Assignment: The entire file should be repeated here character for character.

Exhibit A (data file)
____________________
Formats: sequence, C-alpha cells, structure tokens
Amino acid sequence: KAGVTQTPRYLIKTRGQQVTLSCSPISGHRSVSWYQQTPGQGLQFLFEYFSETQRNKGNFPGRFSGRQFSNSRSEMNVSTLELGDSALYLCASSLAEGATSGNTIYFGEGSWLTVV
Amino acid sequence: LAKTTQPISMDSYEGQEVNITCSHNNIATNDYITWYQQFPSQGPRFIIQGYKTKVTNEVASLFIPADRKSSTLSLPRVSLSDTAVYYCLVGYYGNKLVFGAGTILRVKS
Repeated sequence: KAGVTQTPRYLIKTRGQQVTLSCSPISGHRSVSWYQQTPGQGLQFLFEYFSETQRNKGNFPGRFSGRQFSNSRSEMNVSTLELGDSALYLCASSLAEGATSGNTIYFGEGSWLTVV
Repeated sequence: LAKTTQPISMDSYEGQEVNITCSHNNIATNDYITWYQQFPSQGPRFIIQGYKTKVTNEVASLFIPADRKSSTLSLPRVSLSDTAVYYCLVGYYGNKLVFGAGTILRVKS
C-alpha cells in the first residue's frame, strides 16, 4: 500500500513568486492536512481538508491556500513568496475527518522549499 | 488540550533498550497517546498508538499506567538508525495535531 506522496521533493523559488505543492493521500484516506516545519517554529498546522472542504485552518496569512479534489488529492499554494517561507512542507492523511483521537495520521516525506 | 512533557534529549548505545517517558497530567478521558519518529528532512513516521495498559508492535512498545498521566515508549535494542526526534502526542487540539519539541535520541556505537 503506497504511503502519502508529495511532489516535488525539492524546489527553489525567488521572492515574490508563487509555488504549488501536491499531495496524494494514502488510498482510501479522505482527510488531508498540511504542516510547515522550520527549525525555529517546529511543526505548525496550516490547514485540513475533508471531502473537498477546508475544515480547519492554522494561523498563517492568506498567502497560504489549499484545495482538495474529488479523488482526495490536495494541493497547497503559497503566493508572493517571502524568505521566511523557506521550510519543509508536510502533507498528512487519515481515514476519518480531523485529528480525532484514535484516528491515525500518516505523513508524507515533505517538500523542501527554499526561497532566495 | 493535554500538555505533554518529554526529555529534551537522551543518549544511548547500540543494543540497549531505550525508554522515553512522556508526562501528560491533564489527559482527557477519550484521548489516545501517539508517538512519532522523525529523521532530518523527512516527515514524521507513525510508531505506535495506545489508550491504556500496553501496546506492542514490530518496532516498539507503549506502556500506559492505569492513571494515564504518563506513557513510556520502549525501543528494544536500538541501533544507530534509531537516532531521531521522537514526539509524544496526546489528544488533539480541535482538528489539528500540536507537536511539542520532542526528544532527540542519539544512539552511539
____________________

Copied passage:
Formats: sequence, C-alpha cells, structure tokens
Amino acid sequence: KAGVTQTPRYLIKTRGQQVTLSCSPISGHRSVSWYQQTPGQGLQFLFEYFSETQRNKGNFPGRFSGRQFSNSRSEMNVSTLELGDSALYLCASSLAEGATSGNTIYFGEGSWLTVV
Amino acid sequence: LAKTTQPISMDSYEGQEVNITCSHNNIATNDYITWYQQFPSQGPRFIIQGYKTKVTNEVASLFIPADRKSSTLSLPRVSLSDTAVYYCLVGYYGNKLVFGAGTILRVKS
Repeated sequence: KAGVTQTPRYLIKTRGQQVTLSCSPISGHRSVSWYQQTPGQGLQFLFEYFSETQRNKGNFPGRFSGRQFSNSRSEMNVSTLELGDSALYLCASSLAEGATSGNTIYFGEGSWLTVV
Repeated sequence: LAKTTQPISMDSYEGQEVNITCSHNNIATNDYITWYQQFPSQGPRFIIQGYKTKVTNEVASLFIPADRKSSTLSLPRVSLSDTAVYYCLVGYYGNKLVFGAGTILRVKS
C-alpha cells in the first residue's frame, strides 16, 4: 500500500513568486492536512481538508491556500513568496475527518522549499 | 488540550533498550497517546498508538499506567538508525495535531 506522496521533493523559488505543492493521500484516506516545519517554529498546522472542504485552518496569512479534489488529492499554494517561507512542507492523511483521537495520521516525506 | 512533557534529549548505545517517558497530567478521558519518529528532512513516521495498559508492535512498545498521566515508549535494542526526534502526542487540539519539541535520541556505537 503506497504511503502519502508529495511532489516535488525539492524546489527553489525567488521572492515574490508563487509555488504549488501536491499531495496524494494514502488510498482510501479522505482527510488531508498540511504542516510547515522550520527549525525555529517546529511543526505548525496550516490547514485540513475533508471531502473537498477546508475544515480547519492554522494561523498563517492568506498567502497560504489549499484545495482538495474529488479523488482526495490536495494541493497547497503559497503566493508572493517571502524568505521566511523557506521550510519543509508536510502533507498528512487519515481515514476519518480531523485529528480525532484514535484516528491515525500518516505523513508524507515533505517538500523542501527554499526561497532566495 | 493535554500538555505533554518529554526529555529534551537522551543518549544511548547500540543494543540497549531505550525508554522515553512522556508526562501528560491533564489527559482527557477519550484521548489516545501517539508517538512519532522523525529523521532530518523527512516527515514524521507513525510508531505506535495506545489508550491504556500496553501496546506492542514490530518496532516498539507503549506502556500506559492505569492513571494515564504518563506513557513510556520502549525501543528494544536500538541501533544507530534509531537516532531521531521522537514526539509524544496526546489528544488533539480541535482538528489539528500540536507537536511539542520532542526528544532527540542519539544512539552511539